On the heels of the successful discoveries in the Gulf of Mexico, operators began developing the North Sea area in a similar manner. Building on the experiences of the US Gulf, modified land based drilling facilities were moved into the harsh waters of the North Atlantic. The North Sea arena soon became the second major area of the world achieving phenomenal growth in the exploration and production of hydrocarbons from the sea. Today, exploration for hydrocarbons is conducted in virtually every ocean of the world. Drilling rigs and offshore platforms are common sights. Helicopters, supply boats, and construction vessels abound, and today both men and women travel to these once remote locations on a regular basis.
However, while information and technology were freely exchanged between these two major areas, the US Gulf and North Sea developments, and their respective design philosophies, soon took different but parallel paths. These paths primarily centered on three conditions:
- Environmental conditions specific to each locale
- Location and size of the of the hydrocarbon deposits
- Existing infrastructure along the coastline.
However, in the North Sea, storms continually affect the offshore facilities and the weather plays a major role in the design and operation of the offshore systems. As a result, North Sea operators developed more stringent design requirements, more conservative safety factors, and mandated more documentation and tracking of procedures. Safety and operability were determined paramount; cost and schedule were considered secondary.
As a result, the engineering community developed detailed procedures to analyze each and every possible occurrence. Safety factors were set high anticipating harsh environmental loads, and the resultant designs contained a large measure of conservatism. Numerous and greater detailed studies were conducted, and engineering emphasis was placed on the orderly and systematic development of the systems. Therefore, more emphasis was placed on long-term operation and the development of procedures, which insured that the systems operated continuously under even the most severe environment anticipated.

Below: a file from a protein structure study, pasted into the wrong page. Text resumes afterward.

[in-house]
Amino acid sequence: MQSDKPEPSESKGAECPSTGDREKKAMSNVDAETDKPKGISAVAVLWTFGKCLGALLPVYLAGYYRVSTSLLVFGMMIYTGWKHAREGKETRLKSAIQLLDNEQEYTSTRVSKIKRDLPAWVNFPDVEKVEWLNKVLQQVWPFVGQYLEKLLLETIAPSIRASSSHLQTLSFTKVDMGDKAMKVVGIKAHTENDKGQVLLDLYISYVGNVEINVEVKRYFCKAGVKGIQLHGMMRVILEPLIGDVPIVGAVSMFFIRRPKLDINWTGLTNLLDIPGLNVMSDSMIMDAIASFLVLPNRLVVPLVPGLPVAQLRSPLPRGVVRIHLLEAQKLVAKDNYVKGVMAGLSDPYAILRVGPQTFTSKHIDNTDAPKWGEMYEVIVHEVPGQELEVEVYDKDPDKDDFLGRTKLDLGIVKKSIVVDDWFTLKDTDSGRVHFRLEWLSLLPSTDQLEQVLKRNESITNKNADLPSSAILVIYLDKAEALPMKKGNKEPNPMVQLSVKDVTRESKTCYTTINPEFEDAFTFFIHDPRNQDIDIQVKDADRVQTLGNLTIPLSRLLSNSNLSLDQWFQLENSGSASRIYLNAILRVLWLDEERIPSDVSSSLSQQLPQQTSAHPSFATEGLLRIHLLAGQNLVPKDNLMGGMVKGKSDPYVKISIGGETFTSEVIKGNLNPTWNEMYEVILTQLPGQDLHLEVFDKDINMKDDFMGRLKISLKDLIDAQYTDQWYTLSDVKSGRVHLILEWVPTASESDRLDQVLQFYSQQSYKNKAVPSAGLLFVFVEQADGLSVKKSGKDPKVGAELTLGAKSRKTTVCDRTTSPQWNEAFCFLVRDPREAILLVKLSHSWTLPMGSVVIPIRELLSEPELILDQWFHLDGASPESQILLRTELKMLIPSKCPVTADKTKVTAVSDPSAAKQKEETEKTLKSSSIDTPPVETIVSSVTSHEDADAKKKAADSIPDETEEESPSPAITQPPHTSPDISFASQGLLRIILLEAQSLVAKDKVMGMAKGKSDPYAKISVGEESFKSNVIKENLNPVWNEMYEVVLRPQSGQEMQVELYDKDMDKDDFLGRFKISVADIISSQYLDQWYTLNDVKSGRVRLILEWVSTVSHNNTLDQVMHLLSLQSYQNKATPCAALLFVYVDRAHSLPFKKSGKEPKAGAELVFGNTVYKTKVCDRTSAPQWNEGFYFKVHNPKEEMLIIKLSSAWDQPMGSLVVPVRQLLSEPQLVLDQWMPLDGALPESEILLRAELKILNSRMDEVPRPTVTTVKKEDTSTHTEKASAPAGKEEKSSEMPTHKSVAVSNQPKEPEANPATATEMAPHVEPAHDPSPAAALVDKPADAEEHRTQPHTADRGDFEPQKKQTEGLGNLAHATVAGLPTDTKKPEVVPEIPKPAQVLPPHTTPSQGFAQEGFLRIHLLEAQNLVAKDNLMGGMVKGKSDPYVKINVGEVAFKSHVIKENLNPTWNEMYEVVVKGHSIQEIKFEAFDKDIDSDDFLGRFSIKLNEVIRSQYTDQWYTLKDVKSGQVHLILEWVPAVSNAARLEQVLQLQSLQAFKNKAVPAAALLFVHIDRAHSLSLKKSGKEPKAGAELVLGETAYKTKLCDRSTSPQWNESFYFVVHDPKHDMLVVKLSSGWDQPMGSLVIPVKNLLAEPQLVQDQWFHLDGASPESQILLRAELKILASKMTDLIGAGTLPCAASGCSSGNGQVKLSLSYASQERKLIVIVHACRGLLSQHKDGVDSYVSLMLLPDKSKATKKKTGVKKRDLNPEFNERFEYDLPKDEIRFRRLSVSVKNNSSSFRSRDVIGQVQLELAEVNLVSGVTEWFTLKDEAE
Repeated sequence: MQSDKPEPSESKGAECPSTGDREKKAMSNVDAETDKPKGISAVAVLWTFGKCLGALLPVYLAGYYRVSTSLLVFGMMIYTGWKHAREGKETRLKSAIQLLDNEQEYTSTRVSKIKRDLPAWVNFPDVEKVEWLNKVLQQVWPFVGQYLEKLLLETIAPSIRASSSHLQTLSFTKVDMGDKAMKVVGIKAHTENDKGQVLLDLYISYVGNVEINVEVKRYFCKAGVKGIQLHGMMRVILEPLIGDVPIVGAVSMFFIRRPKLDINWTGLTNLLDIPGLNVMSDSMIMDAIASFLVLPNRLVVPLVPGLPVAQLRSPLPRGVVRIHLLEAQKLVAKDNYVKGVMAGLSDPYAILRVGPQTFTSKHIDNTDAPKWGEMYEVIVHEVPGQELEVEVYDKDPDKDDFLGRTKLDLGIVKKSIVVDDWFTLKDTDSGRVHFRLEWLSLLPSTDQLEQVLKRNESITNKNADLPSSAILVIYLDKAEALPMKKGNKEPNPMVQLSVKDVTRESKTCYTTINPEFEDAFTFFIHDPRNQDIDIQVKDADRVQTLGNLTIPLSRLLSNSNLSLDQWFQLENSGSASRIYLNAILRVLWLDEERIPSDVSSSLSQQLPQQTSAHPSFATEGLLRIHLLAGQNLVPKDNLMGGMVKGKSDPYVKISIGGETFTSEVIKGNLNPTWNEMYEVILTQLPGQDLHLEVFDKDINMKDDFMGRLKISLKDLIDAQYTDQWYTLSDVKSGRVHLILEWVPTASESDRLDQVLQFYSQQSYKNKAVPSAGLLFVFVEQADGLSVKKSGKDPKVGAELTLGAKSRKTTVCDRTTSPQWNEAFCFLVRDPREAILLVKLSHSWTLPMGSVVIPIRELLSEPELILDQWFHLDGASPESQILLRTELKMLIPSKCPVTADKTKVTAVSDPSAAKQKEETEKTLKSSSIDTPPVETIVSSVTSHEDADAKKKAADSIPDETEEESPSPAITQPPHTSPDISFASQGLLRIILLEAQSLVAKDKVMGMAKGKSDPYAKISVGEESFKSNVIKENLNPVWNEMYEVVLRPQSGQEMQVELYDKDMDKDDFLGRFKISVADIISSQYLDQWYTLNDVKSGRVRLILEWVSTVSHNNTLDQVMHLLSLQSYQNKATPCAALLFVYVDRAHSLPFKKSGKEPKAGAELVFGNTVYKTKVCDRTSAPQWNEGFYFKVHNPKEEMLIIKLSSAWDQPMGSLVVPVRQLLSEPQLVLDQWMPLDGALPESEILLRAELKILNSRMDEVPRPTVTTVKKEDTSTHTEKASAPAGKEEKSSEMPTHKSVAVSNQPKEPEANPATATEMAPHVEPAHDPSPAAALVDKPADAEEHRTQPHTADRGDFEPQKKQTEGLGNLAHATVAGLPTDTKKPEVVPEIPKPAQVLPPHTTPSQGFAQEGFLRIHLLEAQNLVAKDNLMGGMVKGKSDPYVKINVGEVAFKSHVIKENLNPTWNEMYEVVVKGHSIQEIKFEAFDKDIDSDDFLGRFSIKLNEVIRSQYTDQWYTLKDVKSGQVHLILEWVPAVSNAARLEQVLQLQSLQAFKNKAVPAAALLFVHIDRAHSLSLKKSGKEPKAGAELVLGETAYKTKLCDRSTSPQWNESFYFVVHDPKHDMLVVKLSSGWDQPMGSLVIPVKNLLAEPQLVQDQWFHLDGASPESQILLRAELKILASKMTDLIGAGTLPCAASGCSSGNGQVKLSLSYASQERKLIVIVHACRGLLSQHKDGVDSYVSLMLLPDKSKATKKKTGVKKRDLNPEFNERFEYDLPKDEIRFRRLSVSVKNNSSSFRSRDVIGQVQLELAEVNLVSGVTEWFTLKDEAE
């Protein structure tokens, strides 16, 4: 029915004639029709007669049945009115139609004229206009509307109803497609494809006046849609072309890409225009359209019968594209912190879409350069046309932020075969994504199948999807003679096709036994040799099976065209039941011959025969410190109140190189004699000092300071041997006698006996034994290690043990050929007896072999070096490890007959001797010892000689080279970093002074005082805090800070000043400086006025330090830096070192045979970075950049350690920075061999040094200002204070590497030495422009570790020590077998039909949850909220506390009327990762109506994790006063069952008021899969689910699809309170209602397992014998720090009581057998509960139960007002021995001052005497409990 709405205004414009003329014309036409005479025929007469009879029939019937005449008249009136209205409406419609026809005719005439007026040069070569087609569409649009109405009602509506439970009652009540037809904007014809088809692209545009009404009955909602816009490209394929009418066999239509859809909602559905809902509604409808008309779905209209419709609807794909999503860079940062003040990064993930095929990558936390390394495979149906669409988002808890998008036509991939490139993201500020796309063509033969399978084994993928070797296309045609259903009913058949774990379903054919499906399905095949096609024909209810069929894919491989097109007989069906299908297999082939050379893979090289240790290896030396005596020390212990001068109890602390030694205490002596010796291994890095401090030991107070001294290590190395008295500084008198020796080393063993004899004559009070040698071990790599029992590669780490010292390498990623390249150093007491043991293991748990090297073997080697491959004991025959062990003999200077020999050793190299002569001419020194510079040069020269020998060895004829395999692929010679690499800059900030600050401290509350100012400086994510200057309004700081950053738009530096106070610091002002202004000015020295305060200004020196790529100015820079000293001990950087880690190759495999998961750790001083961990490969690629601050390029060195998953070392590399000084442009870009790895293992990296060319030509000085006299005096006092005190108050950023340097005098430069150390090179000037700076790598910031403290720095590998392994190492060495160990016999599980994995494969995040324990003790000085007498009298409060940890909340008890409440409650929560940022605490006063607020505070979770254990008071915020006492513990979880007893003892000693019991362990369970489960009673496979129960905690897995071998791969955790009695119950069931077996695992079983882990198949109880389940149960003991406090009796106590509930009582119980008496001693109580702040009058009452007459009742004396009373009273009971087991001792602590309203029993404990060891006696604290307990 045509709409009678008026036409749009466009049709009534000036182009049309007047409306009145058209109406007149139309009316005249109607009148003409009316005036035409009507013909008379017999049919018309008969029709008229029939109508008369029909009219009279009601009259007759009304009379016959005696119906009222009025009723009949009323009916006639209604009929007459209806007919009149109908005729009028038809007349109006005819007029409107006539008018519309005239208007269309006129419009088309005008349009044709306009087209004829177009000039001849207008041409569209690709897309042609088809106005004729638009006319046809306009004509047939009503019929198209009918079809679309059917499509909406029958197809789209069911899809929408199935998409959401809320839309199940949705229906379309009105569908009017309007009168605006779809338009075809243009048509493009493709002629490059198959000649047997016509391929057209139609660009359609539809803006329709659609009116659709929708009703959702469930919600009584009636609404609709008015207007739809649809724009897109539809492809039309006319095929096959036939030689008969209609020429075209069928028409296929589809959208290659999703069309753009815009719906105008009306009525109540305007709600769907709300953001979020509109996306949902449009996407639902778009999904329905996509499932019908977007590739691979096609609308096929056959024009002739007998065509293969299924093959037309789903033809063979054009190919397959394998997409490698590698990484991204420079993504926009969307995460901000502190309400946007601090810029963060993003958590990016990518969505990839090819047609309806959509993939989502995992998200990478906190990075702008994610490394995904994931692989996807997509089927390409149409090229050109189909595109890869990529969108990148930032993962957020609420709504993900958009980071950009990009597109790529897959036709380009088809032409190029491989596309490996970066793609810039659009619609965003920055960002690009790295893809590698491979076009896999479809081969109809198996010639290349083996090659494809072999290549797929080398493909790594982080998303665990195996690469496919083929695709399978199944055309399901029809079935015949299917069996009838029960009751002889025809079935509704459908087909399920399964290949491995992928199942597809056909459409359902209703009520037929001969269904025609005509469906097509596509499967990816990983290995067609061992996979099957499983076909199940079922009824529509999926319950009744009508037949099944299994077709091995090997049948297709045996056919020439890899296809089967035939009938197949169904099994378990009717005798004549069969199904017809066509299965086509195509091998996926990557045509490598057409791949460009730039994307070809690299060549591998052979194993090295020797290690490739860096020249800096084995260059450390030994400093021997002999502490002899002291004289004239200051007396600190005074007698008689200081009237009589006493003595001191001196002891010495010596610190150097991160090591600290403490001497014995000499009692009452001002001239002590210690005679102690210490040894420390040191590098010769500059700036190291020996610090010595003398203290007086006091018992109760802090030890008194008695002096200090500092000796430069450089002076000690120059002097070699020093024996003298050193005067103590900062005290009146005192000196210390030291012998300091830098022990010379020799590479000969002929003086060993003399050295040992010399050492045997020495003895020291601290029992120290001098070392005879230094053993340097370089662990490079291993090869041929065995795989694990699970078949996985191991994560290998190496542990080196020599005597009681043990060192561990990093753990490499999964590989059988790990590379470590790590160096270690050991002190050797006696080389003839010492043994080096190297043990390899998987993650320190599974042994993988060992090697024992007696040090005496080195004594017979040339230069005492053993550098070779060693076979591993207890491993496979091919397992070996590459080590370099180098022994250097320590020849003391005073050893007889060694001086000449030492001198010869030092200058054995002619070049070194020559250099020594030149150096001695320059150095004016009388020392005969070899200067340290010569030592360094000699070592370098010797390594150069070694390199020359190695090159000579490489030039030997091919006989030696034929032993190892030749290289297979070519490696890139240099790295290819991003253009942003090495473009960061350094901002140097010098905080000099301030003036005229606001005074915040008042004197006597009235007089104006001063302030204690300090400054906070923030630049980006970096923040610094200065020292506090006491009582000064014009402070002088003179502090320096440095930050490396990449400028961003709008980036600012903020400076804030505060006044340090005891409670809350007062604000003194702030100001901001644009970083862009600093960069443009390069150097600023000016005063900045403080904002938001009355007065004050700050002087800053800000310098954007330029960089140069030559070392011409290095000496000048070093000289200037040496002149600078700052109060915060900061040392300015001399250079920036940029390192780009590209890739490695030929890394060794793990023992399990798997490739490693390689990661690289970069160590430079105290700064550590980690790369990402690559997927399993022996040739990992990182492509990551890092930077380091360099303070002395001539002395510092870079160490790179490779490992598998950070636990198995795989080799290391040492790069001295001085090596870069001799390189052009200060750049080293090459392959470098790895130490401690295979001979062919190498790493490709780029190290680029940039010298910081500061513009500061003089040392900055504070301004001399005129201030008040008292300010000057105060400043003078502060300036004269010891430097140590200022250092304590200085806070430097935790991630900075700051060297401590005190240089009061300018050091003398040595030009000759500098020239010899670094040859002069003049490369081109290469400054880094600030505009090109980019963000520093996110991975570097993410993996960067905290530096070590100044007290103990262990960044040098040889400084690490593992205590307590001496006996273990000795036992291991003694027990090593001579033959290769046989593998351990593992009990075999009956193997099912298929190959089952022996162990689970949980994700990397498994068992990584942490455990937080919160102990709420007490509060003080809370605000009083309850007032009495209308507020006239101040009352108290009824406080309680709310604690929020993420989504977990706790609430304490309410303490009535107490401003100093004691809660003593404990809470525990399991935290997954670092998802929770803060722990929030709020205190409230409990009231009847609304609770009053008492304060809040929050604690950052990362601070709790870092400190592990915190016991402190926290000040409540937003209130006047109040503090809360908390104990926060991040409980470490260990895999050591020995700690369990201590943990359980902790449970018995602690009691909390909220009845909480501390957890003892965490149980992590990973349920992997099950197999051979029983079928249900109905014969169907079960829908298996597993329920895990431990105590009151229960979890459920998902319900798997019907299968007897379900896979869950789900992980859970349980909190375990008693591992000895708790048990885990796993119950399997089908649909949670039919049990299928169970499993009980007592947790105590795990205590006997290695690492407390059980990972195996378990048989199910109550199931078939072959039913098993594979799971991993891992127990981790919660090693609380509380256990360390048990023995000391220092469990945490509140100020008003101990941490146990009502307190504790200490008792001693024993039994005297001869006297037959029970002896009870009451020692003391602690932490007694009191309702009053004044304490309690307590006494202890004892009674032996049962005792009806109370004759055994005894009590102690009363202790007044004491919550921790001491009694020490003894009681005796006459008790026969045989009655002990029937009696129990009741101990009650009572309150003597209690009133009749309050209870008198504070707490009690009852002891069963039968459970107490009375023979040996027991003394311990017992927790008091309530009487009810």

The second factor governing the parallel development of the design methods between the Gulf of Mexico and the North Sea was the actual location and size of the hydrocarbon deposits. In the Gulf of Mexico, the initial hydrocarbon deposits were relatively small, located close to shore, and relatively close to each other. The pipelines required to bringing the production to shore from the platforms did not have to be long and did not have to traverse very deep water.
Often, a number of close fields could be connected to a single trunkline, forming a pipeline network jumping from platform to platform, or between subsea connections. Many terminated in a central transportation system which carried all of the production to shore.
In the North Sea, however, the hydrocarbon deposits were further from shore and further from one other. The pipeline network connecting these deposits to shore necessitated longer and larger diameter trunklines. Concern over loss of production from a single long distance pipeline dictated a more stringent design consideration.
The third factor influencing the different pipeline design philosophies was the presence of an existing land-based transportation and refining infrastructure. Along the Gulf coast, within the states of Texas, Louisiana, Alabama, and Mississippi, numerous hydrocarbon deposits have been found. The onshore transporting, refining and distribution systems were already in place before the offshore discoveries were made.
Therefore, production from new offshore systems could come on shore in nearly any location along the Gulf coast and tie into an existing transportation system without requiring a long pipeline. Today the Gulf coast has numerous trunklines coming on shore at various locations.
The North Sea area developed in a different manner. Onshore discoveries were sporadic and for most part virtually non-existent, compared to the Gulf coast. A ready-made pipeline transportation system was not available. Offshore pipeline systems could only be brought to shore at very specific locations connecting to an existing pipeline infrastructure system. In addition, since the coastline adjacent to the North Sea was relatively rugged, stringent design considerations were adopted for the onshore pipeline systems as well.